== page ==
The enigmatic Natalie Hope takes over the reins at the Sugar and Spice bakery and café in an attempt to spread some festive cheer and restore Christmas spirit, but will she succeed?

To buy The Christmas Spirit visit Amazon

When you first wrote The Christmas Spirit, were you imagining a sequel?

Actually, no, but everyone seemed to love the characters and Natalie, in particular, was a big hit. I’m hoping her reinvention will be equally warmly received.

I love Star and the idea that we have a guardian angel watching over us. Where did the idea come from?

Initially, I’m not sure I had intended for there to be any magical elements to the book (funny when you think how it turned out!). I’m quite an organic writer, so I have ideas for characters and bits of plot floating around in my head, then I write them all down, and now (having learned the hard way!) I try to map out roughly what each chapter is going to be about, but if that changes along the way, so be it. I just liked the idea that some people who were having a really terrible time, with no possibility of having a good Christmas as a result, would have a helping hand from somewhere, which could turn everything around.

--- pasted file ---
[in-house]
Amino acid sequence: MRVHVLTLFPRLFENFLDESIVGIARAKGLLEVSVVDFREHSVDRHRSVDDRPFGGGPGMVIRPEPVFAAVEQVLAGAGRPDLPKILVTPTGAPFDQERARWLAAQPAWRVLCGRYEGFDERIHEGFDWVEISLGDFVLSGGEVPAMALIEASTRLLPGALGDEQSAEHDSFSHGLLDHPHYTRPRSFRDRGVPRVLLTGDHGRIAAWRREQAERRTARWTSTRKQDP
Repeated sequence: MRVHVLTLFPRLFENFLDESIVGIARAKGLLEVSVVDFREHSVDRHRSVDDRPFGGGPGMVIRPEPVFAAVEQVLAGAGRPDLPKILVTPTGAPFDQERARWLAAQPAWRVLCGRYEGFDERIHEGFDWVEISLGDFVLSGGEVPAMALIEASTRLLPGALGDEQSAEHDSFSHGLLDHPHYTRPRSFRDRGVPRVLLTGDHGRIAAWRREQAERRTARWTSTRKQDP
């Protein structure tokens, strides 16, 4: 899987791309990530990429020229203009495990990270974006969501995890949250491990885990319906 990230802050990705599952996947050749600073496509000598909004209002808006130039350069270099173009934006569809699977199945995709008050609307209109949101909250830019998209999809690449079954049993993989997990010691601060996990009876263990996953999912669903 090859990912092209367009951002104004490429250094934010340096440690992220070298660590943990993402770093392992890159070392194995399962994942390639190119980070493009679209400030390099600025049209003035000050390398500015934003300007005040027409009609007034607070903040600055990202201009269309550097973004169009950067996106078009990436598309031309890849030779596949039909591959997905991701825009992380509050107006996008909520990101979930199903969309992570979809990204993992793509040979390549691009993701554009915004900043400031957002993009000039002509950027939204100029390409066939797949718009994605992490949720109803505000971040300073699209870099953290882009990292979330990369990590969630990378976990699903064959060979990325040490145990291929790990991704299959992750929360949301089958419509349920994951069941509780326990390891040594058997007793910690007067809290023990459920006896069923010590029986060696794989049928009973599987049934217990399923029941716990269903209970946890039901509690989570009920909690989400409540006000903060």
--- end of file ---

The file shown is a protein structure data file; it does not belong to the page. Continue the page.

Is Star a guardian angel?

I love that Return of The Christmas Spirit is a sequel but involving all new characters (except one, of course!) and a new place. Tell me a bit about how you develop your characters.